Ever since Apple introduced a measure to stop iPhones from unexpectedly shutting down in iOS 11, politicians and other morons have jumped on the story to gin up publicity for themselves. Now, thanks to their efforts, Apple has added a control that lets you switch off iOS 11’s Performance Management.
If you do switch it off, then your iPhone will stop slowing performance when the battery is too weak to supply enough power, and instead you can again face unexpected shutdowns. Here’s how.
The latest beta of iOS 11.3 brings a new Battery Health section in Settings. This can be found in Settings>Battery, and only on the iPhones 6, 6 Plus. 6s, 6s Plus, 7, and 7 Plus. Newer iPhones have different power management methods which don’t need these controls: “iPhone 8, iPhone 8 Plus, and iPhone X models use a more advanced hardware and software design that provides a more accurate estimation of both power needs and the battery’s power capability to maximize overall system performance. This allows a different performance management system that more precisely allows iOS to anticipate and avoid an unexpected shutdown,” says Apple.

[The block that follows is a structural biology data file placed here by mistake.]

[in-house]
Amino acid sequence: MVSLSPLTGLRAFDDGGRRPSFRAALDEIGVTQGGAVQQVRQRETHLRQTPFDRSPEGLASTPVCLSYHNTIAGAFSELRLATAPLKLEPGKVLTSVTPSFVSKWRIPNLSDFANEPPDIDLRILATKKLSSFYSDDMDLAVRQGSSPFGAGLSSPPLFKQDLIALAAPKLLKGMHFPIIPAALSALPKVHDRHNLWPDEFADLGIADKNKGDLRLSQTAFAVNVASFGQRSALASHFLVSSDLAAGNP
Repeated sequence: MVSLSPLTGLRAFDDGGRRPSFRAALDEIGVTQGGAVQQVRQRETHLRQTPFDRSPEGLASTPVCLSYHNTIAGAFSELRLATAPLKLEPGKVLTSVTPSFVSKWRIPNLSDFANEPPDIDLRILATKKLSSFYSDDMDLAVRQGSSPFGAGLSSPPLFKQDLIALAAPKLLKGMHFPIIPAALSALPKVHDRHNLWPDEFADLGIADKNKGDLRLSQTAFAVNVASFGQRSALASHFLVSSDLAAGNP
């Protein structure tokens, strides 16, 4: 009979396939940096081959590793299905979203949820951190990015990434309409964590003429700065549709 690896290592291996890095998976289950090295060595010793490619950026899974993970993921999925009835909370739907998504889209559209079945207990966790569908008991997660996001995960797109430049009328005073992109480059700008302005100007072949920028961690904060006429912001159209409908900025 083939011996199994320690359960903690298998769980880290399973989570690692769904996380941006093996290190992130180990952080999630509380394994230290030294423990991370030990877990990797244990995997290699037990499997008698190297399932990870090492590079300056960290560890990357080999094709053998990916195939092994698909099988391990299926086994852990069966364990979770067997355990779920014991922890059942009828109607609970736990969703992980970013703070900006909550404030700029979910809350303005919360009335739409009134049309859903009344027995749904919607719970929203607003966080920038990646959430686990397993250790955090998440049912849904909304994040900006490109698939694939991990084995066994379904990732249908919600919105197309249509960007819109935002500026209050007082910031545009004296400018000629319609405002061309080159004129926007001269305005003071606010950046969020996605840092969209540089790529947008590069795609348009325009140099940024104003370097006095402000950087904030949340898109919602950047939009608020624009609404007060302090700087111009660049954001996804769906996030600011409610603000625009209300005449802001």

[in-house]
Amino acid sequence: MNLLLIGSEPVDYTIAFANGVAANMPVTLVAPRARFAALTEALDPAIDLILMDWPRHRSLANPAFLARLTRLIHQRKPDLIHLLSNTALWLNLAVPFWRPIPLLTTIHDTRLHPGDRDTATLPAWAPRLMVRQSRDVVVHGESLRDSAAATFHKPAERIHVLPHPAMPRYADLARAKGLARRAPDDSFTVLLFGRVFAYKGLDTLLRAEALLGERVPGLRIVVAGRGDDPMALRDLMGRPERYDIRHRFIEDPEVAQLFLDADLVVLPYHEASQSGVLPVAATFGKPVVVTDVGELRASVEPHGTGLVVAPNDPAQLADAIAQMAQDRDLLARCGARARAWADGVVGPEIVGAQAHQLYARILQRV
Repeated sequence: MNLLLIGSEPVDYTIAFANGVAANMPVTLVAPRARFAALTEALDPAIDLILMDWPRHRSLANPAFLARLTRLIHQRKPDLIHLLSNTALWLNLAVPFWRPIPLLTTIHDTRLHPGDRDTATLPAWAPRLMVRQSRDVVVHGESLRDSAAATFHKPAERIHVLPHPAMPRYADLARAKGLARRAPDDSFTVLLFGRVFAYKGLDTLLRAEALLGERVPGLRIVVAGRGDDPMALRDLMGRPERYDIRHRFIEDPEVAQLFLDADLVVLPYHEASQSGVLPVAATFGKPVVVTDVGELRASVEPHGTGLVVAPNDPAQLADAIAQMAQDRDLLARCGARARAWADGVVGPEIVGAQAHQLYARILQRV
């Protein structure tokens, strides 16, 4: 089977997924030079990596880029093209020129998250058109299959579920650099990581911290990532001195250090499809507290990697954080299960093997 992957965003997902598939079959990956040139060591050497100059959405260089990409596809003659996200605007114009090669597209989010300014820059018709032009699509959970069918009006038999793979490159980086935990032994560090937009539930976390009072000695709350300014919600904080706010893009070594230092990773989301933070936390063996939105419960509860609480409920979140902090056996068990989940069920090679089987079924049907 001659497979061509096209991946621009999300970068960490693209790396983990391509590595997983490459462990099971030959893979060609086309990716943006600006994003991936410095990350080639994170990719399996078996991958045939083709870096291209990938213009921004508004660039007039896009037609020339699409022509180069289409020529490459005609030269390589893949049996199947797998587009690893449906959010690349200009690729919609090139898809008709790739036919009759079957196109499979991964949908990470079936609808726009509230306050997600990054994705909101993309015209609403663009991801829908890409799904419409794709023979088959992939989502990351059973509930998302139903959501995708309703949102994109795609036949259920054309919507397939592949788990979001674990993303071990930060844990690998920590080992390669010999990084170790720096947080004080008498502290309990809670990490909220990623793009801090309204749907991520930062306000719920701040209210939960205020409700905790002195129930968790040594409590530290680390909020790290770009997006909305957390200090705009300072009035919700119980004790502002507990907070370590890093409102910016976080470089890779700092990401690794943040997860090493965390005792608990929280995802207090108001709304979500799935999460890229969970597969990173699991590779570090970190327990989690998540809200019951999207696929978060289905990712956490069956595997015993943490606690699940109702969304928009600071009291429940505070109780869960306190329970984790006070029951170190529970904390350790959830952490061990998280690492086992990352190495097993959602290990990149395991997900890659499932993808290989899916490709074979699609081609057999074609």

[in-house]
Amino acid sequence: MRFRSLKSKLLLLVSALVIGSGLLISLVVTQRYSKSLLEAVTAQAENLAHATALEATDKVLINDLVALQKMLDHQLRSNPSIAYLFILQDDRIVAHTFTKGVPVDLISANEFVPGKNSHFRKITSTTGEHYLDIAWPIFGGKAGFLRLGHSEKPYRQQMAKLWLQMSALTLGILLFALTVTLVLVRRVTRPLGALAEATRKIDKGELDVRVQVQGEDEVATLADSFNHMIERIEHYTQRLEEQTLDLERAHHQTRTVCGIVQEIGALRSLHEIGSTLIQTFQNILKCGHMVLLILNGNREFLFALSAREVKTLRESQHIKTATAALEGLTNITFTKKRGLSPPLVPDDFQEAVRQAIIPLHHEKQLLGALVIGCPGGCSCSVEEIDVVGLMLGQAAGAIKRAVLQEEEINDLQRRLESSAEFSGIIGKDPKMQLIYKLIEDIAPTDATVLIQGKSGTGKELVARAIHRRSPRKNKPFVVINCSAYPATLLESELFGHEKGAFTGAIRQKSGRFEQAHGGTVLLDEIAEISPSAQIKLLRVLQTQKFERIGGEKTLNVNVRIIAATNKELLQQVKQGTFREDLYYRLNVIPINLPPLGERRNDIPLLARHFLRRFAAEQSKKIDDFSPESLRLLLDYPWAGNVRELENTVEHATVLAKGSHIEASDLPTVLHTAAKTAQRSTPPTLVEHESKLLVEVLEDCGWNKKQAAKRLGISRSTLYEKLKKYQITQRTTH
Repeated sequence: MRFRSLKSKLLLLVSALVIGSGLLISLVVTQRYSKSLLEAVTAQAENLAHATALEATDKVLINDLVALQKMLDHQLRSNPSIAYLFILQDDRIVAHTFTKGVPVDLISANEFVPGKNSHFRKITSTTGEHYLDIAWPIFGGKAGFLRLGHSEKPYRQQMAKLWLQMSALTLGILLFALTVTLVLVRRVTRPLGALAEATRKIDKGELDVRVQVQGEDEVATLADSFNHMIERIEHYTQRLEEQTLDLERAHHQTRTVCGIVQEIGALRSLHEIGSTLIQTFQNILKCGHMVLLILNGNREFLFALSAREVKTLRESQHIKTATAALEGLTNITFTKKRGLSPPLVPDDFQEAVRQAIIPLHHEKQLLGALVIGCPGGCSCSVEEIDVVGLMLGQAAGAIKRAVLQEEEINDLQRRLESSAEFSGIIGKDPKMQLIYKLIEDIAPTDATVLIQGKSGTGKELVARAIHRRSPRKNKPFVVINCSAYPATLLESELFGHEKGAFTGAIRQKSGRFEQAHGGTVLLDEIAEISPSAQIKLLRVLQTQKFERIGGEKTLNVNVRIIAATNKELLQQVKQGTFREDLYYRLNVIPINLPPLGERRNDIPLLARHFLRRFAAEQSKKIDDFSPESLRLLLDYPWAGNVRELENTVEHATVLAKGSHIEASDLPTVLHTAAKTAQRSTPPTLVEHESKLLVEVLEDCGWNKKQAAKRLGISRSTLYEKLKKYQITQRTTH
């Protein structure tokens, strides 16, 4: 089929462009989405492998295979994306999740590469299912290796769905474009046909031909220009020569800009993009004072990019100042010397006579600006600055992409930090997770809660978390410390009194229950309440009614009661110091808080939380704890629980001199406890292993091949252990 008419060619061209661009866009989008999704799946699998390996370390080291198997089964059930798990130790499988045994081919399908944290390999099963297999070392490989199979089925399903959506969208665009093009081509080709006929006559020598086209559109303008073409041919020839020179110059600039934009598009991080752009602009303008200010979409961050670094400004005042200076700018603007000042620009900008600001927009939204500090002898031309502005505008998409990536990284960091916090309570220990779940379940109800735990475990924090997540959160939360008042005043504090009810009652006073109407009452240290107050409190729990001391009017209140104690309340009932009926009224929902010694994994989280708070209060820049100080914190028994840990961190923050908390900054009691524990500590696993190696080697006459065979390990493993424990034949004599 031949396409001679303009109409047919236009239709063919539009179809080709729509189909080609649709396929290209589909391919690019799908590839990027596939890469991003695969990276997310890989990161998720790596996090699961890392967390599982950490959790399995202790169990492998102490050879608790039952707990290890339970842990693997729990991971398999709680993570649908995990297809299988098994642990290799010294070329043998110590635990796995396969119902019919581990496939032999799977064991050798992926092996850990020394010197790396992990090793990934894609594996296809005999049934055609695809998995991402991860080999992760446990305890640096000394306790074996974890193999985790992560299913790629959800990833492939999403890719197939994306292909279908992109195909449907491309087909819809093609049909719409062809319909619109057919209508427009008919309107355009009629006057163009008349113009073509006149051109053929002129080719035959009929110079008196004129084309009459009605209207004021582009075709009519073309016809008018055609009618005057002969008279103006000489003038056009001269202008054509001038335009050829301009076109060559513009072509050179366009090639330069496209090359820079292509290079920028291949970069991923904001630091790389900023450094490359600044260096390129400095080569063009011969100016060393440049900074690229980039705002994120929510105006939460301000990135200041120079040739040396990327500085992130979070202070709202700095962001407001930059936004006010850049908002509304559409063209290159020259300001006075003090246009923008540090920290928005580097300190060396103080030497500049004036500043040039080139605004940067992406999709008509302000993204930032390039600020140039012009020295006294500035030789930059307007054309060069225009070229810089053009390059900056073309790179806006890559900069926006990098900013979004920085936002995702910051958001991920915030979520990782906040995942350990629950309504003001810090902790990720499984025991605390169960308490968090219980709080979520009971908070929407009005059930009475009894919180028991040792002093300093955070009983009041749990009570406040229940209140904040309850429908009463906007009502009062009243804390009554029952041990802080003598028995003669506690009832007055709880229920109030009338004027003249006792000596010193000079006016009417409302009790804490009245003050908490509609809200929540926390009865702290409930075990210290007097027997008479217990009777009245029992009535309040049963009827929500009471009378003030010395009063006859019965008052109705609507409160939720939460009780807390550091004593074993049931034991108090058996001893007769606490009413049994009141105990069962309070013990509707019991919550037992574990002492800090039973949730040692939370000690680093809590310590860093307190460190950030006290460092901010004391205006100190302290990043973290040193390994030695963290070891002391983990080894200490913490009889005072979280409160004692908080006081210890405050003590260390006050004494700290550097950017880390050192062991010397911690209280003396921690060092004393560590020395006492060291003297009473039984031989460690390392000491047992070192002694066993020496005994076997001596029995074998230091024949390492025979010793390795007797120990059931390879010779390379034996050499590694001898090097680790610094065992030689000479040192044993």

By default, any iPhone upgraded to iOS 11.3 will have the performance management feature turned off. Only when the iPhone has unexpectedly shut down is the feature re-enabled. You can switch it back off again yourself, if you prefer. Once iOS 11 has enabled performance management, you’ll see a new option in the Peak Performance Capability of the Battery Health section. The word “Disable” appears, and you can tap it to disable performance management.
Aside from this new ability to let ignorant folks fiddle with settings best managed by the operating system, the Battery Health section brings something useful. As you can see in the screenshots in this post, the beta now tells you the battery’s maximum capacity. All batteries degrade over time as they are used and charged, and factors like heat, or how fast you charge the battery can hasten the the demise. You can use an app like coconutBattery to monitor the health of your iPhone’s battery, but now in iOS 10.3 you can quickly check the maximum capacity remaining from the new Battery Health section.
Apple has clearly been forced into adding these “features” by bad publicity born of ignorance. The point behind slowing down an iPhone with a bad battery seems obvious: It cures unexpected shutdowns when the battery can’t supply enough power. And the slowdowns only happen under peak power draw, so everyday use remains unaffected (unless your battery is in a really poor state). Performance Management will probably end up in the same category of Apple voodoo as force-quitting apps regularly in order to stop them from using your battery.
I weep for the future of humankind.